John DeNicola

“You’re The Only One”

John joined the Jim Brickman show to talk about “You’re The Only One” and his new album “The Why Because”

More about John DeNicola

The term tunesmith can be bandied about rather indiscriminately. But when your best known work is beloved by billions and your lesser known stuff is as indie as it gets, the title is earned, your name is John DeNicola—and your retrospective record has arrived. Interestingly in DeNicola’s case, that retrospective record is also his solo debut. “I always wrote for bands I was in, even sang some lead vocals here and there, but I never aspired to be a singular artist,” says the industry icon, an award-winning songwriter and producer. “Until this unfolded…”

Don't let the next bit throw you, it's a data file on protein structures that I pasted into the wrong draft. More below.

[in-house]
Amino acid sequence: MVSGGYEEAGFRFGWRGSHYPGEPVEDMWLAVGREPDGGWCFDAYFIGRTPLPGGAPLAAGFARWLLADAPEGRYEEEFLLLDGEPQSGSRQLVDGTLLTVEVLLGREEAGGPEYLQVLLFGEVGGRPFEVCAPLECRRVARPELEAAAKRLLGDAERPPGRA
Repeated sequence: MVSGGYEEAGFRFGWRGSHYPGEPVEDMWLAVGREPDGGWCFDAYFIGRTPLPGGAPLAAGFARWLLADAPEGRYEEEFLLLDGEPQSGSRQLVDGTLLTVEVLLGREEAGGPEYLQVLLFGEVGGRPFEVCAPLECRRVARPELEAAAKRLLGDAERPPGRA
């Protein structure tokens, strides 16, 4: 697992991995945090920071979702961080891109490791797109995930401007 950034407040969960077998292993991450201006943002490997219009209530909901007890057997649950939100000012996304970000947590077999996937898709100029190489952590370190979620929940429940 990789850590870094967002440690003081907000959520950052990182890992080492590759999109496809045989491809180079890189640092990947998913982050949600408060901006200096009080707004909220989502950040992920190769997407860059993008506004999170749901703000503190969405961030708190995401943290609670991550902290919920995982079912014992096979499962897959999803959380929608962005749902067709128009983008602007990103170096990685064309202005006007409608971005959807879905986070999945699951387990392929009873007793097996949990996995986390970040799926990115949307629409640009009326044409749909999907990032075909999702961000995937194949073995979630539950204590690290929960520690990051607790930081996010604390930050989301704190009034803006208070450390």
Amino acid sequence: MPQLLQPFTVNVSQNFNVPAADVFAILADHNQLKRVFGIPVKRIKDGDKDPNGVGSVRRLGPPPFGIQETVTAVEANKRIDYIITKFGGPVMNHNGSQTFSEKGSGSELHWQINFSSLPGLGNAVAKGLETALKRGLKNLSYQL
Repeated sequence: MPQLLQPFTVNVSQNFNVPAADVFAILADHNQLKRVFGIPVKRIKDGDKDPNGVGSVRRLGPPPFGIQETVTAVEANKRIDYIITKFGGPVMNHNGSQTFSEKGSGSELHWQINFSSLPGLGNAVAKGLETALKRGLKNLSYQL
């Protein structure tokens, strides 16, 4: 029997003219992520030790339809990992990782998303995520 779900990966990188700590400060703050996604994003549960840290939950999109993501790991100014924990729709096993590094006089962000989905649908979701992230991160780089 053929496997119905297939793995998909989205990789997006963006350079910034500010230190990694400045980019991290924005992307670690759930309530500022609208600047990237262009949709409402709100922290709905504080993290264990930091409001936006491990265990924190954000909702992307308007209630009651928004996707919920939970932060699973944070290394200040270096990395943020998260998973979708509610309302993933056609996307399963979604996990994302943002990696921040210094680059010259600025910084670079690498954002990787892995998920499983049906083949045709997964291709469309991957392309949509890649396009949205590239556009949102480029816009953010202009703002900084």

This is The Why Because, a collection comprised largely of DeNicola originals—including a little number called “(I’ve Had) the Time of My Life.” A subtle yet deceptively complex album of simply beautiful songs, The Why Because has been brought to fruition by DeNicola’s exacting ears, light touch, superb musicianship and gently endearing voice. There’s the bouncy pop gem “Everything You;” “All in the Hands of Grace,” a remembrance rendered in delicate guitar and pattered percussion; and the dark, driven “Brand New Day.” There’s also that aforementioned “little number,” “TOML” as you’ve never heard it before, stripped down and pure as possible, the true test of a great song.